While this post is a departure from our usual medicine-focused content, we at D&D wanted to acknowledge the recent passing of Regis Philbin. A few members of our staff were fortunate enough to meet Regis during his 88 years on earth — their reminiscences are below.
From Greg Dennis, retired co-founder of Dowling & Dennis:
“Regis Philbin had a son who was confined to a wheelchair and relied upon a small piece of technology made by a large medical company. As it happened, Dowling & Dennis did some PR consulting work for that company.
Back in about 2007, the company contacted me to say that Regis wanted to make a deal with the medical company so that when he died, his son would have a lifetime of free access to the technology — and what could we do with Regis? Did Liz and I have any ideas?
We came up with the idea of trading for a day of Regis’s time in Washington, D.C, to emcee the medtech industry’s annual event on Capitol Hill. I suggested we also add a tour for Regis through Walter Reed, where he could meet with wounded warriors hospitalized after being injured in Afghanistan and Iraq.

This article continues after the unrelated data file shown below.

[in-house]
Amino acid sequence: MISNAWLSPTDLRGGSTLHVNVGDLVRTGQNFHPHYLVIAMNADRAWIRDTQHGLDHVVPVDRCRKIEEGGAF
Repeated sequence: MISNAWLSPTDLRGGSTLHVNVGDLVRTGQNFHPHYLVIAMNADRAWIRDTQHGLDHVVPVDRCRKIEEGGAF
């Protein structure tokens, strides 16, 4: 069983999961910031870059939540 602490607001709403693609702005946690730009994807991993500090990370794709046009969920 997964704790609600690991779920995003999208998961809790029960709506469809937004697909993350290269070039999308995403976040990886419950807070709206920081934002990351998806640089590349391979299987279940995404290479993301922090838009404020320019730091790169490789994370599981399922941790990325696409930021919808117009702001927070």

Regis and his representation agreed to our proposal, at which point we spent a frantic month pulling it all together. Which is how I got to spend the day with Regis Philbin in Washington, D.C.
He was as much fun and as much of a gentle man as this WSJ piece by Jason Gay makes him out to be. It was truly an honor to spend time with him.”
From Dr. Warren Farrell, strategic consultant at Dowling & Dennis:
“During my years on the Board of N.O.W. in NYC and later, I enjoyed three interviews by Regis Philbin — two in St. Louis and one in NYC.
Regis was neither constrained by the handcuffs of political correctness nor those of tradition. He was playful, challenging and indignant.
If humor, ‘telling it like it is’ and playful sparring leads to less stress and a longer, healthy, happy life, then it is little wonder that Regis exceeded the life expectancy of his generation by more than a decade.”